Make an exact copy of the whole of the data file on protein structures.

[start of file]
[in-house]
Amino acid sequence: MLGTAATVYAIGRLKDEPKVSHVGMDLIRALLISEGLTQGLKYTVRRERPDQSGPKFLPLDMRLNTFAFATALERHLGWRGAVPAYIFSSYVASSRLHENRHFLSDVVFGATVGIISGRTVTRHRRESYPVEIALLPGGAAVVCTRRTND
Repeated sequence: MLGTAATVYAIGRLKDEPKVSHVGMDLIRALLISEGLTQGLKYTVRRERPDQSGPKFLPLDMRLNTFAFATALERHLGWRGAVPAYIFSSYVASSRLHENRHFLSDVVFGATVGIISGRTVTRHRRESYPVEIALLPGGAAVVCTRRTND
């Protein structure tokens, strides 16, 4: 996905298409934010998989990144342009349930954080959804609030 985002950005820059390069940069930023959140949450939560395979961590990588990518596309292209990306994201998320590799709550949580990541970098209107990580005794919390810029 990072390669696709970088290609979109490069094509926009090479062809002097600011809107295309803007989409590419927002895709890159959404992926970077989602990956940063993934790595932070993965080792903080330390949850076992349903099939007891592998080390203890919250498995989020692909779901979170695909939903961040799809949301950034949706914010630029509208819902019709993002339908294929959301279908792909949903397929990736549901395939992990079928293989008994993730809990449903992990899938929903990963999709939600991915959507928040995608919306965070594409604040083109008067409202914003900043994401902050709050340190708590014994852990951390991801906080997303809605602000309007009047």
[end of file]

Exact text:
[in-house]
Amino acid sequence: MLGTAATVYAIGRLKDEPKVSHVGMDLIRALLISEGLTQGLKYTVRRERPDQSGPKFLPLDMRLNTFAFATALERHLGWRGAVPAYIFSSYVASSRLHENRHFLSDVVFGATVGIISGRTVTRHRRESYPVEIALLPGGAAVVCTRRTND
Repeated sequence: MLGTAATVYAIGRLKDEPKVSHVGMDLIRALLISEGLTQGLKYTVRRERPDQSGPKFLPLDMRLNTFAFATALERHLGWRGAVPAYIFSSYVASSRLHENRHFLSDVVFGATVGIISGRTVTRHRRESYPVEIALLPGGAAVVCTRRTND
């Protein structure tokens, strides 16, 4: 996905298409934010998989990144342009349930954080959804609030 985002950005820059390069940069930023959140949450939560395979961590990588990518596309292209990306994201998320590799709550949580990541970098209107990580005794919390810029 990072390669696709970088290609979109490069094509926009090479062809002097600011809107295309803007989409590419927002895709890159959404992926970077989602990956940063993934790595932070993965080792903080330390949850076992349903099939007891592998080390203890919250498995989020692909779901979170695909939903961040799809949301950034949706914010630029509208819902019709993002339908294929959301279908792909949903397929990736549901395939992990079928293989008994993730809990449903992990899938929903990963999709939600991915959507928040995608919306965070594409604040083109008067409202914003900043994401902050709050340190708590014994852990951390991801906080997303809605602000309007009047």